Why we should worry about the steady creep of permitted development rights

Elliot Chappell

The government last month unveiled changes to ‘permitted development rights’. These rights mean that it’s possible to undertake certain works without having to apply for planning consent. They derive from a general permission granted by parliament, rather than a specific one from the local authority – and as such allow developers to bypass the local planning process.

Permitted development rights have existed since the introduction of a comprehensive planning system in the UK in 1948. But the extent of what they allow has changed significantly. Since 2013, the Tories have hugely expanded these rights, with homes being created through changes of use from office, agricultural, storage, light industrial, retail and various others to residential.

The latest extension of these rights includes allowing developers to demolish unused buildings and industrial premises and rebuild them as homes. The changes have been strongly opposed in consultations, and a group of industry expert bodies recently wrote to the government urging against what it called “reactive planning”. But the government has pushed ahead regardless, packaging it as part of a drive to ‘build, build, build’ to get out of the housing crisis. Here’s why they won’t help.

Poor quality homes

A review of permitted development commissioned by the government and published last month concluded that they have led to the creation of “worse quality” homes. Under these rights, local authorities have no opportunity to enforce space standards, housing quality standards, or design specifications for new developments. The research found that only 22% of dwellings created through permitted development met the nationally described space standards, compared to 73% of units created with full planning permission.

The pandemic has highlighted the stark contrast in living conditions of different people, and these varying conditions have shaped individuals’ experiences of Covid. From high-rise flats to suburban detached houses, the lockdown meant vastly different things for different people. Yet in the middle of this crisis, in which people have been confined to their homes on an unprecedented scale, the government has pushed ahead to allow developers to build homes with no regard to minimum quality or space standards.

This is outlined by a joint letter from the Royal Town Planning Institute, the Royal Institute of British Architects, the Royal Institute of Chartered Surveyors and the Chartered Institute of Building, which says: “Early evidence suggests our built environment has had a significant impact on both physical and mental health outcomes, as well as on our ability to adapt to different ways of working”. People living in well-planned, good-quality homes, with proper considerations of access to space, essential facilities and healthcare, have a far better living experience.

Unaffordable homes

The rights effectively allow developers to bypass the local planning process, and therefore escape any obligations to provide a proportion of affordable or social homes in their schemes. At the start of this year, analysis by the Local Government Association showed that communities lost out on more than 13,500 affordable homes in the past four years through building done under permitted development rights. According to research by the Greater London Authority, of the 15,929 new homes built through permitted development in London between 2013 and 2019, only 71 – or 0.4% – were defined as “affordable”.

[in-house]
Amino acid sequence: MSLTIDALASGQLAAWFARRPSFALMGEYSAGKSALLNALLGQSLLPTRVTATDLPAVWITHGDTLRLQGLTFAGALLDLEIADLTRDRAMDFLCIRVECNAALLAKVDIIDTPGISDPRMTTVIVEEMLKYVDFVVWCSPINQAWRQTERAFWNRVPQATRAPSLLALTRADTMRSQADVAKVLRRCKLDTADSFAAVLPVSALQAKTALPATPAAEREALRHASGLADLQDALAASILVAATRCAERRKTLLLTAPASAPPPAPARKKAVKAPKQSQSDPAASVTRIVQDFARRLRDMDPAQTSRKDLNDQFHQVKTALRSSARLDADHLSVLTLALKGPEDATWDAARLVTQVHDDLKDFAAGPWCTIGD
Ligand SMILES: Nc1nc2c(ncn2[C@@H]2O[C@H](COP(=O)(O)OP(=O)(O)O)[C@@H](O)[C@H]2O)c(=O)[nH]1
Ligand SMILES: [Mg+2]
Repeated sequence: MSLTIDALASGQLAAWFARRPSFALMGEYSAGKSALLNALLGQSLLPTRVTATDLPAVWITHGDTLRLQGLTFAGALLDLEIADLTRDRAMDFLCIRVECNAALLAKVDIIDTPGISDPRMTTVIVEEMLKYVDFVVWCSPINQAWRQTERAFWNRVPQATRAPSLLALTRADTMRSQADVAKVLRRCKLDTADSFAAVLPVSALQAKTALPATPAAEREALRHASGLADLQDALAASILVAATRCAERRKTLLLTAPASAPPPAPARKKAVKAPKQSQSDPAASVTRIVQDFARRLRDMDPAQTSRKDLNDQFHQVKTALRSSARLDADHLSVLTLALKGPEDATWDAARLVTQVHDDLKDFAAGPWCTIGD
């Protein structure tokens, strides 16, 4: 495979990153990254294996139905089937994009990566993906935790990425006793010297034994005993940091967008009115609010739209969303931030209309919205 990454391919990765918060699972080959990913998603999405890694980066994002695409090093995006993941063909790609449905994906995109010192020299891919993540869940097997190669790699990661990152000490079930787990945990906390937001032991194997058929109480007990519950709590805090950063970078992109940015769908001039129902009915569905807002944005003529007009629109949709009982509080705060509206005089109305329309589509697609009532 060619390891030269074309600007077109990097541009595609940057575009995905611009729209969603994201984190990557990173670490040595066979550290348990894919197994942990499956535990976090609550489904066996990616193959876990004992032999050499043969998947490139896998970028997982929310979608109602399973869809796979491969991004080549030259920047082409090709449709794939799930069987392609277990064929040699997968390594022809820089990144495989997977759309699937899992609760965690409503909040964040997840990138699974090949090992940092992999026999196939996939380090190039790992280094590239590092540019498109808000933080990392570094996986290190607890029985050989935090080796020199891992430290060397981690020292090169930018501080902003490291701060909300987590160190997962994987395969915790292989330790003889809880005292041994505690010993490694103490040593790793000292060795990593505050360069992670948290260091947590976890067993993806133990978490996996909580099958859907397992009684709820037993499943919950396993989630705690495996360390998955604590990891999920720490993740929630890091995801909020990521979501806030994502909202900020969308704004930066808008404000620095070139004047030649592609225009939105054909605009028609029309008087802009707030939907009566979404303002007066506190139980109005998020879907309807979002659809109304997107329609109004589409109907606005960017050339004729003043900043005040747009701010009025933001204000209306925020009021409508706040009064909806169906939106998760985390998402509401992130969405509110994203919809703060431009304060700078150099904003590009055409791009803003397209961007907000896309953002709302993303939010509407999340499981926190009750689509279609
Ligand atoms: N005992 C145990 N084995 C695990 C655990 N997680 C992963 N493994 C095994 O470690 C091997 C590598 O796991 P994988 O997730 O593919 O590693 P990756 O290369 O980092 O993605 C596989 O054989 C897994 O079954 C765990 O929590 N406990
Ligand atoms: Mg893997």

Let’s be honest, the current definition of ‘affordable homes’ under the National Planning Policy Framework – with rents set at 80% of market rate – doesn’t represent what most people consider to be affordable. Private rents hit a record high of £700 per month during lockdown, with the median rent highest in London at £1,425. Renters on average spend 41% of their income on housing costs. Meanwhile, house prices have rocketed by more than 270% in the past two decades. The average property price across the UK rose to £241,604 in July with research last year showing that it took until the age of 34 for most people to own their own home. We desperately need the policies outlined in the 2019 Labour manifesto, which would have scrapped this definition for one focused on social rent homes, homes linked to local incomes and low-cost ownership homes again linked to average local earnings.

But regardless of the problems with the current definition, requirements for affordable homes are one of the few tools local authorities do have to mandate developers to contribute something closer to what communities actually need. Extending permitted development rights in this way significantly undermines the already-limited ability of communities and local councils to secure affordable homes in their areas.


We shouldn’t be surprised by this latest development. From the government’s newly unveiled planning proposals – which will remove current mechanisms councils have to secure affordable and social homes – to the dodgy relationships and preferential deals between its ministers and developers, where this government’s priorities lie is clear. They’re all apparently for ‘build, build build’, but they’re not concerned at all about who can afford what’s built and what it’s actually like to live there. This latest change to permitted development rights is a particularly pernicious way for developers to skirt their obligations to local communities. And there is nothing that local councils can do about it.

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